Frequently Occurring Word Combinations

ngrams of length 2

collocation frequency
travel writer 2
empty space 2
cell phone 2

Important Words

  1. adjective
  2. amazing
  3. americans
  4. anew
  5. bad
  6. beauty
  7. beings
  8. biggest
  9. book
  10. bosses
  11. breathe
  12. brother
  13. call
  14. centuries
  15. chance
  16. change
  17. changing
  18. chapter
  19. clearer
  20. commandments
  21. complete
  22. completely
  23. contact
  24. corners
  25. created
  26. day
  27. days
  28. decides
  29. demand
  30. devices
  31. digital
  32. direction
  33. easily
  34. eloquent
  35. emails
  36. emotional
  37. empirically
  38. empty
  39. enabled
  40. engine
  41. enjoying
  42. event
  43. experience
  44. face
  45. facebook
  46. fact
  47. feel
  48. feels
  49. find
  50. finding
  51. founders
  52. free
  53. fresh
  54. friend
  55. furthest
  56. gather
  57. gave
  58. good
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  60. googler
  61. googlers
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  63. greatest
  64. hard
  65. head
  66. headquarters
  67. heads
  68. health
  69. heard
  70. holy
  71. home
  72. hours
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  74. hurricane
  75. idea
  76. imagination
  77. imaginations
  78. imagine
  79. impressed
  80. include
  81. indoor
  82. insights
  83. intelligence
  84. intent
  85. internet
  86. interpretation
  87. jewish
  88. kelly
  89. kevin
  90. korea
  91. laptop
  92. lasted
  93. lasting
  94. latest
  95. laughter
  96. lead
  97. liberated
  98. life
  99. lifetime
  100. limits
  101. lives
  102. longest
  103. lose
  104. lot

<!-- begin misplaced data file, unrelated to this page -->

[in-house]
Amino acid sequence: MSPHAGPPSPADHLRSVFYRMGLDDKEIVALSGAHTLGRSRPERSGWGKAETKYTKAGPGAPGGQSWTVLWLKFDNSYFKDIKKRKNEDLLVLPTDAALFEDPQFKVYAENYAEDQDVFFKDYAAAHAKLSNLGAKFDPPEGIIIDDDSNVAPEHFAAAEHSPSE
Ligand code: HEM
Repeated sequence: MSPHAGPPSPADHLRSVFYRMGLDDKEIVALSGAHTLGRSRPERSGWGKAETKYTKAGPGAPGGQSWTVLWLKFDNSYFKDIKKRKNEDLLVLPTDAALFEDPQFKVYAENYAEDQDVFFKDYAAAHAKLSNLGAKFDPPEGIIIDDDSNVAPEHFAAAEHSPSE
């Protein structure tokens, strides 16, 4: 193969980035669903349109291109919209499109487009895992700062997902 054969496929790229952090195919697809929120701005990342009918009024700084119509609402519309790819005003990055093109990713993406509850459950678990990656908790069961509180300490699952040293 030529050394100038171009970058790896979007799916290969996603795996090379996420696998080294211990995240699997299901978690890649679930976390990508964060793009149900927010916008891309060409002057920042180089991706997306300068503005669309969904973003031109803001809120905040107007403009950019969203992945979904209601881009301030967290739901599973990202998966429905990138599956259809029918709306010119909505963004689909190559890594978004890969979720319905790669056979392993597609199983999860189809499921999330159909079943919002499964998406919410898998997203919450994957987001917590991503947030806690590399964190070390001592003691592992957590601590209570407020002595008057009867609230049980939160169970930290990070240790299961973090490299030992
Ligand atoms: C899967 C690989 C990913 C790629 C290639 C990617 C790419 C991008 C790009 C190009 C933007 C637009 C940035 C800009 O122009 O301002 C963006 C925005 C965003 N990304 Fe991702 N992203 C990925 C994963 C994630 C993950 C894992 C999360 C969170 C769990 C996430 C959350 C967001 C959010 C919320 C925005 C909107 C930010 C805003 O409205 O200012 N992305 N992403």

105. luxuries
  106. magazine
  107. man
  108. meditation
  109. memory
  110. mind
  111. music
  112. night
  113. north
  114. observe
  115. offline
  116. online
  117. order
  118. override
  119. page
  120. paid
  121. parents
  122. pause
  123. people
  124. percent
  125. pick
  126. piece
  127. place
  128. planet
  129. practice
  130. precisely
  131. process
  132. program
  133. proportion
  134. radically
  135. reader
  136. reduces
  137. reminding
  138. responses
  139. rest
  140. room
  141. rubble
  142. sabbath
  143. science
  144. search
  145. sense
  146. sentences
  147. shakespeare
  148. shape
  149. shown
  150. sights
  151. silicon
  152. sitting
  153. smartphone
  154. sociologists
  155. space
  156. speak
  157. speculation
  158. spokesmen
  159. start
  160. stoics
  161. suddenly
  162. surprises
  163. sweeps
  164. takes
  165. teach
  166. technologies
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  168. telling
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  170. thinking
  171. thoughts
  172. time
  173. told
  174. torah
  175. town
  176. tradition
  177. trainers
  178. trampolines
  179. traumatized
  180. traveler
  181. tree
  182. trip
  183. turn
  184. tv
  185. understand
  186. valley
  187. waiting
  188. wandering
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  192. wise
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  194. word
  195. words
  196. workers
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  198. write
  199. writer
  200. wrote
  201. years
  202. yoga